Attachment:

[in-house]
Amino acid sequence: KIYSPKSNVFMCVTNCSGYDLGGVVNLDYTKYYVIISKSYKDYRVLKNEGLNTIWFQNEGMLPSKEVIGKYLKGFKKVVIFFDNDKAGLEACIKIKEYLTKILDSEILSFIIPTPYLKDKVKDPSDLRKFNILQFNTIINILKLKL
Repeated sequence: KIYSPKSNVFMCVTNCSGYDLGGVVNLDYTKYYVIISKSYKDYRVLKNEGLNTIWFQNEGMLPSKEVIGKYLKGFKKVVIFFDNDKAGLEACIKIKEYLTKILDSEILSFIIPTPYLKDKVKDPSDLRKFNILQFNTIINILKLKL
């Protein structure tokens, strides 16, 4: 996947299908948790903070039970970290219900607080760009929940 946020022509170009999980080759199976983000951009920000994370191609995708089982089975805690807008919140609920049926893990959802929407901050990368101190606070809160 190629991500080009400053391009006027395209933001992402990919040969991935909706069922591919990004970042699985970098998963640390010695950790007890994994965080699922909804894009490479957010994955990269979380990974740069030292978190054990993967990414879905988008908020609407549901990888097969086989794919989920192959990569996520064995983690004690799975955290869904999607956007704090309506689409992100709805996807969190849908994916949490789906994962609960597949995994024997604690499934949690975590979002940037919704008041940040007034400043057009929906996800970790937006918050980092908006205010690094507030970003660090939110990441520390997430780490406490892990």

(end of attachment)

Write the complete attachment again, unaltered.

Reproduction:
[in-house]
Amino acid sequence: KIYSPKSNVFMCVTNCSGYDLGGVVNLDYTKYYVIISKSYKDYRVLKNEGLNTIWFQNEGMLPSKEVIGKYLKGFKKVVIFFDNDKAGLEACIKIKEYLTKILDSEILSFIIPTPYLKDKVKDPSDLRKFNILQFNTIINILKLKL
Repeated sequence: KIYSPKSNVFMCVTNCSGYDLGGVVNLDYTKYYVIISKSYKDYRVLKNEGLNTIWFQNEGMLPSKEVIGKYLKGFKKVVIFFDNDKAGLEACIKIKEYLTKILDSEILSFIIPTPYLKDKVKDPSDLRKFNILQFNTIINILKLKL
């Protein structure tokens, strides 16, 4: 996947299908948790903070039970970290219900607080760009929940 946020022509170009999980080759199976983000951009920000994370191609995708089982089975805690807008919140609920049926893990959802929407901050990368101190606070809160 190629991500080009400053391009006027395209933001992402990919040969991935909706069922591919990004970042699985970098998963640390010695950790007890994994965080699922909804894009490479957010994955990269979380990974740069030292978190054990993967990414879905988008908020609407549901990888097969086989794919989920192959990569996520064995983690004690799975955290869904999607956007704090309506689409992100709805996807969190849908994916949490789906994962609960597949995994024997604690499934949690975590979002940037919704008041940040007034400043057009929906996800970790937006918050980092908006205010690094507030970003660090939110990441520390997430780490406490892990």